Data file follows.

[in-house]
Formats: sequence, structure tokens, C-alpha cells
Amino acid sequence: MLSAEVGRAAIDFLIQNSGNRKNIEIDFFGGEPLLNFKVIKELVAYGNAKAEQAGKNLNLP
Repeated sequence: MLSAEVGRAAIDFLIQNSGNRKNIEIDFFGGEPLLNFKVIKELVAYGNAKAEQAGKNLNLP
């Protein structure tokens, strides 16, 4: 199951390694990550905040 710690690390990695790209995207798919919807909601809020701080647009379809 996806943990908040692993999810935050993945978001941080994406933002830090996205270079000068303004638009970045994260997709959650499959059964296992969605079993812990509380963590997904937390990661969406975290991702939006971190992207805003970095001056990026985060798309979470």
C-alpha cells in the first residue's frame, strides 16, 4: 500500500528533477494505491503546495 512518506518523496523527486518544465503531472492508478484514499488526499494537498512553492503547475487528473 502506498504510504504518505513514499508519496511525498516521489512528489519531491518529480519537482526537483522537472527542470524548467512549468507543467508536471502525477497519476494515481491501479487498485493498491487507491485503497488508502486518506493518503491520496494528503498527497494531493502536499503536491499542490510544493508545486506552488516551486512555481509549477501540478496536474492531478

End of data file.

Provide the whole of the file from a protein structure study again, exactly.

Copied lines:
[in-house]
Formats: sequence, structure tokens, C-alpha cells
Amino acid sequence: MLSAEVGRAAIDFLIQNSGNRKNIEIDFFGGEPLLNFKVIKELVAYGNAKAEQAGKNLNLP
Repeated sequence: MLSAEVGRAAIDFLIQNSGNRKNIEIDFFGGEPLLNFKVIKELVAYGNAKAEQAGKNLNLP
């Protein structure tokens, strides 16, 4: 199951390694990550905040 710690690390990695790209995207798919919807909601809020701080647009379809 996806943990908040692993999810935050993945978001941080994406933002830090996205270079000068303004638009970045994260997709959650499959059964296992969605079993812990509380963590997904937390990661969406975290991702939006971190992207805003970095001056990026985060798309979470």
C-alpha cells in the first residue's frame, strides 16, 4: 500500500528533477494505491503546495 512518506518523496523527486518544465503531472492508478484514499488526499494537498512553492503547475487528473 502506498504510504504518505513514499508519496511525498516521489512528489519531491518529480519537482526537483522537472527542470524548467512549468507543467508536471502525477497519476494515481491501479487498485493498491487507491485503497488508502486518506493518503491520496494528503498527497494531493502536499503536491499542490510544493508545486506552488516551486512555481509549477501540478496536474492531478